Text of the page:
9 October 2014Asia-Pacific

‘Worrying trend’ of Aussie counterfeit pharmaceuticals

Criminal gangs in Australia are branching away from traditional forms of counterfeiting and are targeting pharmaceuticals, an Australian customs official has revealed.

Tim Fitzgerald, regional commander for the Australian Customs and Border Protection Services for New South Wales, pointed to a “worrying trend” of counterfeit pharmaceuticals and said the number of fakes will only increase.

Fitzgerald told 7.30, a current affairs programme produced by broadcaster ABC, that the counterfeits posed a “major risk” to public safety.

During a tour of a factory housing goods that had been confiscated following X-rays at shipping containers, Fitzgerald said it was no longer luxury handbags and DVDs being confiscated but branded drugs, including Viagra.

The programme also quoted pharmaceutical company Pfizer and its senior medical director for Australia, David Grolman.

Grolman said Viagra was his company’s most popular product with counterfeiters and that there have been 6,000 seizures made in Australia in the past decade.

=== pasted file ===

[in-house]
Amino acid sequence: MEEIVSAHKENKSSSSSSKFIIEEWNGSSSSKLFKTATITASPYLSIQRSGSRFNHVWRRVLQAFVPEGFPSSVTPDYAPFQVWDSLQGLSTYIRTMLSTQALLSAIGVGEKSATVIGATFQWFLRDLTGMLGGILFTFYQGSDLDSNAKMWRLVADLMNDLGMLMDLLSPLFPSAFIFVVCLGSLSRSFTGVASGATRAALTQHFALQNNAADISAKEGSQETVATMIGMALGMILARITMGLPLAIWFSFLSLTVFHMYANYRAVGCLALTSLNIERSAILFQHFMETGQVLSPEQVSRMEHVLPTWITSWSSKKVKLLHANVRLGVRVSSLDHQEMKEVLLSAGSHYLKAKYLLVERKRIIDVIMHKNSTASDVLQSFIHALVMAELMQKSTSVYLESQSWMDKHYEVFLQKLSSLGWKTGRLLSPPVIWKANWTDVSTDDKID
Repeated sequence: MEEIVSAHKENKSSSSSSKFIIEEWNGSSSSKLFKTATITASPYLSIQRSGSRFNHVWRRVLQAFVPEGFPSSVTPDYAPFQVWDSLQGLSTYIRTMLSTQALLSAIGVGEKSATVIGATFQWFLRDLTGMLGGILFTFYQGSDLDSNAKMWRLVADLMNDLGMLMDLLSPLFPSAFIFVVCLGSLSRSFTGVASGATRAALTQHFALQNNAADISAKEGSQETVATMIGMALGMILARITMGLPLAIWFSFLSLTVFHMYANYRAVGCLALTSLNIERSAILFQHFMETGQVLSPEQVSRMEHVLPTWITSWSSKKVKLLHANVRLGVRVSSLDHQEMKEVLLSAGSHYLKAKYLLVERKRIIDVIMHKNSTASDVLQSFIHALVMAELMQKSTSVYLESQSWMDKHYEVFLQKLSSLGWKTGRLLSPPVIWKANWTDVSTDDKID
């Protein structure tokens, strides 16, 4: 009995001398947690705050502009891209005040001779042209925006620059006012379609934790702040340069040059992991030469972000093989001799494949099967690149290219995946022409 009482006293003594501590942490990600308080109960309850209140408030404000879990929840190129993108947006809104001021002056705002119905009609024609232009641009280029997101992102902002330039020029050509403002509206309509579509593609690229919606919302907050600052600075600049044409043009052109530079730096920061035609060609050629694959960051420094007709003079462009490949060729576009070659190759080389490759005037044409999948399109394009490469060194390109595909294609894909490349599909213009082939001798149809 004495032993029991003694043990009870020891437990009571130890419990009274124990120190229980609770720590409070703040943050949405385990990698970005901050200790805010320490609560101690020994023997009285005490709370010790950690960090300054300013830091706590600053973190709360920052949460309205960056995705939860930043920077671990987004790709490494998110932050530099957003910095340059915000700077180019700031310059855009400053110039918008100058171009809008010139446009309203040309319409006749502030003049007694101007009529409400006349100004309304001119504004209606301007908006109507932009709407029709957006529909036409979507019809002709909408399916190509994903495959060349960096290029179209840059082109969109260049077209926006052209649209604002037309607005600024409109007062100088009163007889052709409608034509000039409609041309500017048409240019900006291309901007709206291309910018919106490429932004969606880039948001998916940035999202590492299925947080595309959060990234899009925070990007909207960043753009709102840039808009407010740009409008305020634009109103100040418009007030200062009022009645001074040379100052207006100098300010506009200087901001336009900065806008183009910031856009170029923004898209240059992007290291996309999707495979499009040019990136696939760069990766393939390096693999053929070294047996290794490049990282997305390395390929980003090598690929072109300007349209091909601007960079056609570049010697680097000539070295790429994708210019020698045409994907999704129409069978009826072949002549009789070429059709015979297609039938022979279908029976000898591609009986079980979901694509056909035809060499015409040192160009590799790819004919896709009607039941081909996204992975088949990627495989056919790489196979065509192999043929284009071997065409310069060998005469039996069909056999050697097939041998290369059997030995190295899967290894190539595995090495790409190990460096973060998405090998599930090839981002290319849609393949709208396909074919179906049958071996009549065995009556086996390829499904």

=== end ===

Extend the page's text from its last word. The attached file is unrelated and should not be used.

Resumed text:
Professor Natalie Stoianoff, from the Australia-China Institute at the University of Technology, Sydney, said the risks to consumers of buying fakes were so great that the university would continue facilitating and working on an international dialogue.

"Pharmaceuticals are coming in that are not real pharmaceuticals," Stoianoff said.

"It could cause [people] harm; they could die from it. There are cosmetics that are being produced ... you put them on your face; you could end up with burns on your face."

Last year, LSIPR reported that Pfizer had announced it would be marketing its erectile dysfunction pill Viagra online in a bid to prevent consumers from buying counterfeit products.

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